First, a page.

John Mallard, the pioneering Aberdeen physicist who helped create the world’s first full-body MRI scanner, has died at the age of 94.
Under his leadership, a team from Aberdeen University built the scanner, which clinicians used to carry out the world’s first body scan of a patient from Fraserburgh.
The machine was used to scan mice originally before moving onto to scan humans.
It is now used across the world and has saved many lives.
A prototype of the scanner is now on display at the National Museum of Scotland.
Speaking to the Evening Express in 2016, he spoke of his “pride” in helping to produce the machine.
He said: “I am delighted that the MRI scanner has helped to save so many lives over the years.
“It was a team of many scientists who helped to create the first one, it didn’t all come from me.”
Professor Mallard was appointed the university’s first Professor of Medical Physics in 1965 and was influential in championing PET scanning technology and led the drive to bring a facility to the granite city.
He drove forward a national fundraising campaign to pay for a building next to Woodend Hospital to house a second-hand scanner.
The old facility has since been replaced by the state-of-the-art John Mallard PET Centre at Aberdeen Royal Infirmary.
He has been widely celebrated across the city and was awarded an OBE in 1992, the same year he retired from the university.
Prof Mallard was also awarded the Freedom of the City of Aberdeen in 2004 for his pioneering work in medical imaging.
Those who worked with him paid tribute to the “pioneer” whose legacy lives on through the MRI technology that is used daily around the world.
Professor Siladitya Bhattacharya, Head of the University of Aberdeen’s School of Medicine, Medical Sciences and Nutrition, said: “We are deeply saddened to learn of the passing of Professor John Mallard who, along with his team helped change the face of medical imaging.
“His legacy lives on through the technology that saves lives on a daily basis and we are proud that he carried out such ground-breaking work at the University of Aberdeen.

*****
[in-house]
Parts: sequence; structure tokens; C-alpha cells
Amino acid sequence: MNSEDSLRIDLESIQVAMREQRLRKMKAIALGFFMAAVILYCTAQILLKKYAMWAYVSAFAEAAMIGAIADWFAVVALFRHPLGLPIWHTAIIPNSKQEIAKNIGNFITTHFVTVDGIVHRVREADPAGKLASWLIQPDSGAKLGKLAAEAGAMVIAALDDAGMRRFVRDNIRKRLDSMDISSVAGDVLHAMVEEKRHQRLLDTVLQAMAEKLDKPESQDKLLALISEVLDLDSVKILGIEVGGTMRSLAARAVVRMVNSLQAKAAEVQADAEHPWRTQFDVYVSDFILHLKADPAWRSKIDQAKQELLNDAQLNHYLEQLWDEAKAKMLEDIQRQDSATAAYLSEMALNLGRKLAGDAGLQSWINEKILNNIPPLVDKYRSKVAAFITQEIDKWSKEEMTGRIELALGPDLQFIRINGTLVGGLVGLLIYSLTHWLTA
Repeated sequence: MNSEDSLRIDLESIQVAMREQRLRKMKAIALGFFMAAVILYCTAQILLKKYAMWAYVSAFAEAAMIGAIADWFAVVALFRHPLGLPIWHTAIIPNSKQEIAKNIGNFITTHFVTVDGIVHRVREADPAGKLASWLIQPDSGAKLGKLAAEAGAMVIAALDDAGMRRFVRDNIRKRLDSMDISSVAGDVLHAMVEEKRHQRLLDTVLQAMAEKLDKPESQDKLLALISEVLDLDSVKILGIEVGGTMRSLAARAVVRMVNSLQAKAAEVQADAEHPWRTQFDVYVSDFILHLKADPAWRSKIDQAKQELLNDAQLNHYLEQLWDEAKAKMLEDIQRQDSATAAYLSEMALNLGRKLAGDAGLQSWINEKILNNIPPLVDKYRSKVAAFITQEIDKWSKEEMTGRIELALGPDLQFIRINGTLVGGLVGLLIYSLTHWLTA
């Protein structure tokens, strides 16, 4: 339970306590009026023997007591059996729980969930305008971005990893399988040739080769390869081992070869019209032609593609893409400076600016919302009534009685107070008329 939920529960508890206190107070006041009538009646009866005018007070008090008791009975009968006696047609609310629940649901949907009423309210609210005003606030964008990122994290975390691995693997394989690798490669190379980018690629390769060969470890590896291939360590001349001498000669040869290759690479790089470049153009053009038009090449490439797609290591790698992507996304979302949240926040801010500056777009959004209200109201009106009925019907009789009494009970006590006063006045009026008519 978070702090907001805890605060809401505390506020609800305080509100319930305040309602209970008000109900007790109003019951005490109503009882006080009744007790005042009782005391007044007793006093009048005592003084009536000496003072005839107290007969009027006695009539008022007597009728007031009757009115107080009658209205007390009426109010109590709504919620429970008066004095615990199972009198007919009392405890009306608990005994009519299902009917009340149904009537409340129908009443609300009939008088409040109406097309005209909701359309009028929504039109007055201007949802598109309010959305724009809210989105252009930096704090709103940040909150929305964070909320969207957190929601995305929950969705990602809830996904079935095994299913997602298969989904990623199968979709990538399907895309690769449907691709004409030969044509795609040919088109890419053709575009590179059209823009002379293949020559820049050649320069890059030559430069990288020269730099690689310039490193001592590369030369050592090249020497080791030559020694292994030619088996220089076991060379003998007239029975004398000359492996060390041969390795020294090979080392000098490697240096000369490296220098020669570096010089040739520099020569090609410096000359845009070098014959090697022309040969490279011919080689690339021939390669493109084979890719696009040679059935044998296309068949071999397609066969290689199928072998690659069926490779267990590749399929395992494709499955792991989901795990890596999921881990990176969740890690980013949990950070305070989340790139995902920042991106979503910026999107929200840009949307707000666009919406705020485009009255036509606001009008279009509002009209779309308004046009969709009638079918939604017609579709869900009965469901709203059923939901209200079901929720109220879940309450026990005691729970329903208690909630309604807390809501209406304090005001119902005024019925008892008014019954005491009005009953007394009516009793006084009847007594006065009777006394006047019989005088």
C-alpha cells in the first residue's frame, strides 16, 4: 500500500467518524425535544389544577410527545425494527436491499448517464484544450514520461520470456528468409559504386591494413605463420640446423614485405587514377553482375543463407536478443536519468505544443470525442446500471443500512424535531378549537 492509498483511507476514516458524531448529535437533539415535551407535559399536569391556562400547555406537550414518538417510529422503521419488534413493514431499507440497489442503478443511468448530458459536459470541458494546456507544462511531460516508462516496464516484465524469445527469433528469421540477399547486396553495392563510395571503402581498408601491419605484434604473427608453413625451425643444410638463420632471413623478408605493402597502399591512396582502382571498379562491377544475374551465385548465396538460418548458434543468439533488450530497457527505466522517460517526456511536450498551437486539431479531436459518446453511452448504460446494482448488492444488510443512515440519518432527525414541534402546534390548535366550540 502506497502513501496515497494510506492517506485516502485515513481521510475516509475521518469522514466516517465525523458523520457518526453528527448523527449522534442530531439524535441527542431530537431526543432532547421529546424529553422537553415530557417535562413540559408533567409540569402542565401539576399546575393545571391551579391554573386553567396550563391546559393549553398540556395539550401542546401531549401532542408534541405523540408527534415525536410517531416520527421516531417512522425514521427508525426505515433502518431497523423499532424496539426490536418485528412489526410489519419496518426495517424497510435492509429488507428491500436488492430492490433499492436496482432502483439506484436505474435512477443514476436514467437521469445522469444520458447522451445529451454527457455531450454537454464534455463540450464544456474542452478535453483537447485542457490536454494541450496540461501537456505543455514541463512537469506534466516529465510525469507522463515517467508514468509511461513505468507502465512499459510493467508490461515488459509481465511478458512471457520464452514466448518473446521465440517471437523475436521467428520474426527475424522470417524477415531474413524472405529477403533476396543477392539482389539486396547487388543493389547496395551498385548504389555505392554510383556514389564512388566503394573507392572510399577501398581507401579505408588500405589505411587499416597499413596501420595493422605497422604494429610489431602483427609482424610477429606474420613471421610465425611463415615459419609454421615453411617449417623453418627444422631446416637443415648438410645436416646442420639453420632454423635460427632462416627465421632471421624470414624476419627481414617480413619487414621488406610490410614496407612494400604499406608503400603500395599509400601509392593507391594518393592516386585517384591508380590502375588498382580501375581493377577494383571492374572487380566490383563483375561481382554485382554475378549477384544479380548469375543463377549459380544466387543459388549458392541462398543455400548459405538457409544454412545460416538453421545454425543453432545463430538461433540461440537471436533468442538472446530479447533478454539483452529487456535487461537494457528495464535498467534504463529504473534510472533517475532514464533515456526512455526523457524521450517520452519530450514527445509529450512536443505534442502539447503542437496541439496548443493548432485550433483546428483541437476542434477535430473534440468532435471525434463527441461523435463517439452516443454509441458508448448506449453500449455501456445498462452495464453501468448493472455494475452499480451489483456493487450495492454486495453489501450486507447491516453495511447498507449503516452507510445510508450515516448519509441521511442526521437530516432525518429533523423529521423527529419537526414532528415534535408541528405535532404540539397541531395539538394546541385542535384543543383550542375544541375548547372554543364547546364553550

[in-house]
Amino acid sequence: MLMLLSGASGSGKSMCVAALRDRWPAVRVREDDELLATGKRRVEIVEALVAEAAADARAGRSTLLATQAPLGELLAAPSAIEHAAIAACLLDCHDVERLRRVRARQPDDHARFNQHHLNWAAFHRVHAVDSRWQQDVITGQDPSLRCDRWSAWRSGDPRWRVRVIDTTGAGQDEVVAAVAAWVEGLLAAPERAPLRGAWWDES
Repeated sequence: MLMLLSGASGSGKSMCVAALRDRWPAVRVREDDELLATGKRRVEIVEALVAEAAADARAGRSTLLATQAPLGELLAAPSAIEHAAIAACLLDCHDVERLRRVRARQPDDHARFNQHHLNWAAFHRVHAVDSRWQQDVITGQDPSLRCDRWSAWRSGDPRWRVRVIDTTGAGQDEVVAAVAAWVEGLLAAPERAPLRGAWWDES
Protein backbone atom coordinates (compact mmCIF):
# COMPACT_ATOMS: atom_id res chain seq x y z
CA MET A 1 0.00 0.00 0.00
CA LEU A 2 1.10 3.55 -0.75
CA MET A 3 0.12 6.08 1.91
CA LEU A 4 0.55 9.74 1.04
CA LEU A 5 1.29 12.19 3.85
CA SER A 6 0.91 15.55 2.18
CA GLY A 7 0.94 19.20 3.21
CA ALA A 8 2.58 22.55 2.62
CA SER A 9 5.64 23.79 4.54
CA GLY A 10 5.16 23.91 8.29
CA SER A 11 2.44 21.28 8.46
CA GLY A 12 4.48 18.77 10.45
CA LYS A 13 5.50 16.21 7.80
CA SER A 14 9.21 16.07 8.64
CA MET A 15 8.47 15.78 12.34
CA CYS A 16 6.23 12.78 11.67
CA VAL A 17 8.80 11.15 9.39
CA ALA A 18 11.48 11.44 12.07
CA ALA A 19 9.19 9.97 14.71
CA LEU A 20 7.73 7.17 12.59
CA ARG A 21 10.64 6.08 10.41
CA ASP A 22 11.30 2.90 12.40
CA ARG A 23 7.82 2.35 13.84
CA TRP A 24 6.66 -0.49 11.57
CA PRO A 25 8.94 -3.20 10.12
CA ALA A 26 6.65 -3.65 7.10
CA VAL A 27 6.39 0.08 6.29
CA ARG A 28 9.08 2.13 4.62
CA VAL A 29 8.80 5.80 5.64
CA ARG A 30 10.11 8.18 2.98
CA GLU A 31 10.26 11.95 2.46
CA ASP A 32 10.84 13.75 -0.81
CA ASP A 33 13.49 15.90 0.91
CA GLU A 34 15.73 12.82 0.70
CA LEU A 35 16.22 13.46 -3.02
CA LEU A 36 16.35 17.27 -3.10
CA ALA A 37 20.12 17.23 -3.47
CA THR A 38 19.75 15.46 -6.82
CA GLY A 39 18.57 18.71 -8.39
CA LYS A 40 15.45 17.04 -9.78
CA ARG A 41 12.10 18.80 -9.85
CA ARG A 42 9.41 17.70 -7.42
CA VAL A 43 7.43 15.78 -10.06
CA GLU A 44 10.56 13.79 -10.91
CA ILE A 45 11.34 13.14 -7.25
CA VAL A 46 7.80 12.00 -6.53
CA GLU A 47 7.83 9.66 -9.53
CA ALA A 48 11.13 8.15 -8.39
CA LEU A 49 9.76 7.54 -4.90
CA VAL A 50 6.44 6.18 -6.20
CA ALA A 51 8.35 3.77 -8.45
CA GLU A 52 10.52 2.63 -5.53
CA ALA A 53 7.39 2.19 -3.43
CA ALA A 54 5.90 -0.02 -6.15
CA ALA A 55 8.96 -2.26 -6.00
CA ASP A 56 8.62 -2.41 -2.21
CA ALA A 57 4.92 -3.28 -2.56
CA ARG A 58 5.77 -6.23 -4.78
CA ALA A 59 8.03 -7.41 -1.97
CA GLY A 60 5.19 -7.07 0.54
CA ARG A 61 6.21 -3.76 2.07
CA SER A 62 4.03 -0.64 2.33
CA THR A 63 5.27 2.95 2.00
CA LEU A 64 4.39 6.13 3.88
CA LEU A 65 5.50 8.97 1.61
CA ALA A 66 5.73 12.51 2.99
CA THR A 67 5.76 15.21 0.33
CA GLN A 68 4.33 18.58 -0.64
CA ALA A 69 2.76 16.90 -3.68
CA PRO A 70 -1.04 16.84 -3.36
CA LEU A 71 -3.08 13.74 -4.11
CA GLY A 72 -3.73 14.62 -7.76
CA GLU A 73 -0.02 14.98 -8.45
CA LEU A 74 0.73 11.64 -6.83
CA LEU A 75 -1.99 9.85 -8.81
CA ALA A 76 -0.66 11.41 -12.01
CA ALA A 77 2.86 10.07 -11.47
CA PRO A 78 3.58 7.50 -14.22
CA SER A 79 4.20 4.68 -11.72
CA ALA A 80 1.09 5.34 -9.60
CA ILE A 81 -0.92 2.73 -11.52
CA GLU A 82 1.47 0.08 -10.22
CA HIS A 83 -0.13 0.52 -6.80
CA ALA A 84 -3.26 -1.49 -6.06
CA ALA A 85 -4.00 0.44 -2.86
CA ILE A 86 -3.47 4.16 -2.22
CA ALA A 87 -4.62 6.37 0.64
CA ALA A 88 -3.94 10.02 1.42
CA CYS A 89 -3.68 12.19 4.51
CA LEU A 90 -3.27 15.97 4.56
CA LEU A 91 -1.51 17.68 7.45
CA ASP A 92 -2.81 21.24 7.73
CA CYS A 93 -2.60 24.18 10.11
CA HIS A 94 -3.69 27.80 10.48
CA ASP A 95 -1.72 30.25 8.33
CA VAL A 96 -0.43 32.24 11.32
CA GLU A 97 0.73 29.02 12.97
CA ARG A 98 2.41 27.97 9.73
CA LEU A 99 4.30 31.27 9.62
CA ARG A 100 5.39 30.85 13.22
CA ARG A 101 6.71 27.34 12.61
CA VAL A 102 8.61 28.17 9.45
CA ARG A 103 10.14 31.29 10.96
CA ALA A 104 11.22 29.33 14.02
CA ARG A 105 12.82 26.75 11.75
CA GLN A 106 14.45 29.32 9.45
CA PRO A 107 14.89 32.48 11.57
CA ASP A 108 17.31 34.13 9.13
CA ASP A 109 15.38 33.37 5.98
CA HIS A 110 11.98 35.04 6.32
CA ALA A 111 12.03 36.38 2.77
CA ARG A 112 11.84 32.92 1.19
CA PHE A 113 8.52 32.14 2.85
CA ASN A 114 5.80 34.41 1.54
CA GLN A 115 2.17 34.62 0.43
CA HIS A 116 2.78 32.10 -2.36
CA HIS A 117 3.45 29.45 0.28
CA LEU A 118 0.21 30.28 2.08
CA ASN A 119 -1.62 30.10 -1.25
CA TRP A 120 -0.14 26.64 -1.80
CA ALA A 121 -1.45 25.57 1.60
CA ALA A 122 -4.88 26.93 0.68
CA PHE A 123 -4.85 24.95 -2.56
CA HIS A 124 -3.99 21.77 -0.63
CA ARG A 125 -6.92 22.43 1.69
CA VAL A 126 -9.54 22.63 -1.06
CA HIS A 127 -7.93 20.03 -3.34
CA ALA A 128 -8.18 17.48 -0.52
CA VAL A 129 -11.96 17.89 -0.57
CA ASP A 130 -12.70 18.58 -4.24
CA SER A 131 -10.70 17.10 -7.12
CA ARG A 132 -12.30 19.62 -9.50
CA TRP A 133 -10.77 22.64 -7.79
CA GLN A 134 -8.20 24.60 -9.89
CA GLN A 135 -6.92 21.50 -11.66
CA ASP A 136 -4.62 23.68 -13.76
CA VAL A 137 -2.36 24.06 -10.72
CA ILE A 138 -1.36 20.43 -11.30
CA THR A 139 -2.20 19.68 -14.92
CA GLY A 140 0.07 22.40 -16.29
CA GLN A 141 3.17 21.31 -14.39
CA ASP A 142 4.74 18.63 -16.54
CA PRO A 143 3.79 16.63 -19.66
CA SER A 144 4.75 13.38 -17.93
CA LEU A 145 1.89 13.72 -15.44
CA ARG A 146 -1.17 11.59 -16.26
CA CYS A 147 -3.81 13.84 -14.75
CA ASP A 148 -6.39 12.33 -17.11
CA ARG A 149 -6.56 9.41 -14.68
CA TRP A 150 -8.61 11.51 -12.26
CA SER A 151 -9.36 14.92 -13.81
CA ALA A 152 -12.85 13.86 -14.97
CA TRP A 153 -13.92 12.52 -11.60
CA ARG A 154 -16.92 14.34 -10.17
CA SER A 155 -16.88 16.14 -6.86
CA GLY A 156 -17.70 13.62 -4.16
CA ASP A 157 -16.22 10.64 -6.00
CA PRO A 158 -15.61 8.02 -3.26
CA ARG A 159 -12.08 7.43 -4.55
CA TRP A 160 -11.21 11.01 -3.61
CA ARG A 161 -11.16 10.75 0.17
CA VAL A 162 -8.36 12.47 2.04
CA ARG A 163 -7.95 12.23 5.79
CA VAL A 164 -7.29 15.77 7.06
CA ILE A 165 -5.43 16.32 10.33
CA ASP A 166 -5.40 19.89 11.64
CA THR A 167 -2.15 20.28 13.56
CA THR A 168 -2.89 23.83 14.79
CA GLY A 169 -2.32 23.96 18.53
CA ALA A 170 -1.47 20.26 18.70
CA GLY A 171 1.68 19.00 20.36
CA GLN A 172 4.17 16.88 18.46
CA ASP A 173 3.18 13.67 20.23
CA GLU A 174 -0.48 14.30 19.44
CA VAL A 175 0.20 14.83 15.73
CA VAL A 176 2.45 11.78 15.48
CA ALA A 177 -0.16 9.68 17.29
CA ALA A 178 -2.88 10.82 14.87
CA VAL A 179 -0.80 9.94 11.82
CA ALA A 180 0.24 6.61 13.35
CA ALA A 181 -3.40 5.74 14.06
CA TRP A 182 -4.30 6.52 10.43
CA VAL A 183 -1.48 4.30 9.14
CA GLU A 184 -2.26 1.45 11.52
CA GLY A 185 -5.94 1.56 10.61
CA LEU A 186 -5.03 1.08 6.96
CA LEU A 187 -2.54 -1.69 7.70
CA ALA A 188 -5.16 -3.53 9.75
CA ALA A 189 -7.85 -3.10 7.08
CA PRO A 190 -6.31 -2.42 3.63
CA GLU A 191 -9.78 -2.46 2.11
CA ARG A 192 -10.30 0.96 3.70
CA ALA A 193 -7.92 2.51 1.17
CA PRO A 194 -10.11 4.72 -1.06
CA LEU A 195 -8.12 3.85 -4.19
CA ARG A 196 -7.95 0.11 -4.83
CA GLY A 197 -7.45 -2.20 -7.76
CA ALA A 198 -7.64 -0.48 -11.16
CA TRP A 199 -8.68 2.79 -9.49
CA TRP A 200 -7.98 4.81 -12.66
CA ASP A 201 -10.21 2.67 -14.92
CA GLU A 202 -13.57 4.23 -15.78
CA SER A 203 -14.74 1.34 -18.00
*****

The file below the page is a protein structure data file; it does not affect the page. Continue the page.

“Our thoughts are with his family at this time.”
Emeritus Professor Peter Sharp OBE, who worked for Professor Mallard and then became his successor, added: “Professor John Mallard played a major role in the development of Medical Physics, both here in the UK and abroad.
“Appointed as the first holder of the Chair in Medical Physics in Aberdeen – also the first such chair in Scotland – his tenacity and “can do” approach led to a remarkable series of developments in medical imaging, culminating in his group building the first whole-body clinical MRI machine.
“It is no understatement to say that hundreds of thousands of patients worldwide have benefited from his vision for medical imaging.”
Professor David Lurie, who worked under Professor Mallard and is now leading the next generation of MRI technology at the University of Aberdeen, said: “Professor John Mallard was a pioneer, leading light and world-recognised authority in Medical Physics who led the development of novel scanning technology that is still benefitting doctors and patients today.
“In the mid-1970s I worked in John Mallard’s department as a “summer student”.
“Then, in 1983, he appointed me as a postdoctoral researcher within the MRI team. Soon afterwards, he suggested that I work on free radical imaging, and that research eventually led to my own team’s work on Fast Field-Cycling imaging, which is still in progress today.
“There is no doubt that I owe my career to John Mallard, and I am extremely grateful to him for that.
“During the years that I worked for him, I found John Mallard to be a strict, very fair manager.
“When a memo from him appeared – this was long before email, I knew that there would be no question of an extension of any deadline, but equally his suggestions, or “commands”, were always pertinent and frequently paid scientific dividends.”
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